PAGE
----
This is a python script whose purpose is to convert a .tex file using $..$ for inline math and $$..$$ for display math into the respective forms \(..\), \[..\]. There are most likely more capable programs out there to do this, but I could not find one.

Some caveats:

  • No program is ever going to be able to handle an arbitrary .tex file—there are just too many clever tricks (and clever people) for it to be able to anticipate.
  • This programs handles the verbatim settings verb, verbatim, Verbatim and lstlisting. Other such environments would not be difficult to add.
  • It is assumed that the environments verbatim, Verbatim and lstlisting are not ended on the same line on which they were begun, and that there is only one such environment begun on any one line.
  • The only comments it understands are those following an unescaped %. Other comment environments such as comment and the primitive \iffalse..\fi are not handled, and will lead to problems if the material they contain disturbs the parity of $ or $$.
  • The program is not yet suitable for encodings other than 8 bit extensions of ascii.

Remark that $ used to calculate the coordinates (thanks to the calc library) in a TikZ picture should not be replaced by \(...\). However, all the solutions provided in this page mess the following example :

  \draw (0, 0) node (y1) {$\bullet$};
  \draw [->] (y1) to ($(y1)-(3, 0)$);

It presumably illustrate the point made by Sharpe, that

No program is ever going to be able to handle an arbitrary .tex file—there are just too many clever tricks (and clever people) for it to be able to anticipate.


If you want to frequently keep dedollarifying and dollarifying the latex, I've created a script for that:


It allows you to easily switch between the following LaTeX equation formats:

  • $...$ to \( ... \)
  • \( ... \) to $...$
  • $$...$$ to \[ ... \]
  • \[ ... \] to $$...$$


  • To convert LaTeX equations in a single file from $...$ and $$...$$ to \( ... \) and \[ ... \] format:
python converter.py dedollarify input.tex tex
  • To convert LaTeX equations in a single file from\( ... \) and \[ ... \] to $...$ and $$...$$ format:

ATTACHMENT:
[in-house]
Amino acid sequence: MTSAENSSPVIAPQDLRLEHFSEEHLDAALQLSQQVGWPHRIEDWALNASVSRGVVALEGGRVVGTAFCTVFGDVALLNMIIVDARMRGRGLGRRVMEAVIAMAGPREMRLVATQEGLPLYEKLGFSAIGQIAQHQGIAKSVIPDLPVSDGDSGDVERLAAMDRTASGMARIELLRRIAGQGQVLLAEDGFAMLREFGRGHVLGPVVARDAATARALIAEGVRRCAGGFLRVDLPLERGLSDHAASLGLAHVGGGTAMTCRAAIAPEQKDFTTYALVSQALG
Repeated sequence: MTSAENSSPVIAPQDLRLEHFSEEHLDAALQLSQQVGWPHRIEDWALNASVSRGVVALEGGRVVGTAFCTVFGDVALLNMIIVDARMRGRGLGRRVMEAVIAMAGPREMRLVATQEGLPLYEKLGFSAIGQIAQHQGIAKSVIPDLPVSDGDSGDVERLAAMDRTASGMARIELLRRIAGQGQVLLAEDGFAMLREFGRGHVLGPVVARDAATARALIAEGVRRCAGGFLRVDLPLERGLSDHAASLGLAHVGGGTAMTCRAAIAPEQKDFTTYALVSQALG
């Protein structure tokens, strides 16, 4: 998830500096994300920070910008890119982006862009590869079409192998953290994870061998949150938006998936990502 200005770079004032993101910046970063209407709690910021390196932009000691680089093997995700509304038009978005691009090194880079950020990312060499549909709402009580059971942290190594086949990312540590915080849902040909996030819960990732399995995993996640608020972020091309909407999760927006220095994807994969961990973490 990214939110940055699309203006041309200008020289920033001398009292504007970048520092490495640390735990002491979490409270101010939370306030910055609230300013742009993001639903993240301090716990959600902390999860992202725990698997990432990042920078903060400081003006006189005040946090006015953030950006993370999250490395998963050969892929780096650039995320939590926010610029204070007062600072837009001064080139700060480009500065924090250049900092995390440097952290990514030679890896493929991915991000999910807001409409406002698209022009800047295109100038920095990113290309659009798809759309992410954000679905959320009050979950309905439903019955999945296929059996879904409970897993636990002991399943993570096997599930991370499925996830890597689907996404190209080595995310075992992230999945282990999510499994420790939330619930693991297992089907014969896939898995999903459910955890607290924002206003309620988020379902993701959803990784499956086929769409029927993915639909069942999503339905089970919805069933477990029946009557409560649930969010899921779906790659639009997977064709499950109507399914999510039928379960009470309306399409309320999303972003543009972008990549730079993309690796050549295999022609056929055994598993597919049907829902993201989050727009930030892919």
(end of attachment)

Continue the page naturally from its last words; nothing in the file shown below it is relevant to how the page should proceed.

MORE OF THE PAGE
python converter.py dollarify input.tex tex
  • To convert LaTeX equations in all .tex files within a directory and its subdirectories:
python converter.py dedollarify /path/to/directory md

I am an Emacs user. I can activate the electric-pair-mode (M-x electric-pair-mode), temporarely or for all sessions in the init file. Then when I type \( or \[ Emacs close the environment and place the point inside. It is only two keys to hit, it is very quick. It is a lot of different ways to do it, this one is my favourite. the drawback is when you want to type a single parenthesis, you have to delete the second one. You can do it immediately with C-d.

If it is a text previously entered, you can replace the $ and $$ by applying the command "query-replace-regexp" \(\$\{1,2\}) \([^$]+\)\1 → \,(if(eq (length \1) 1) (format "\\(%s\\)" \2) (format "\\[%s\\]" \2)))

  • I corrected the answer. The ability of emacs to include elisp code in the replacement string is a very powerful and useful feature.
    – gigiair
    Commented Mar 3, 2021 at 5:49

Using VS Code "find and replace"

You can use your editor for this.

To replace $math$ with \(math\):

  • Find: (\$)([^$\r]+)(\$)
  • Replace: \($2\)

To replace $$math$$ with \[math\]

  • Find: (\$\$)([^$\r]+)(\$\$)
  • Replace: \[$2\]

See regex101 for explanation.

The \r is for multiline math in VS Code.

Example usage in VS Code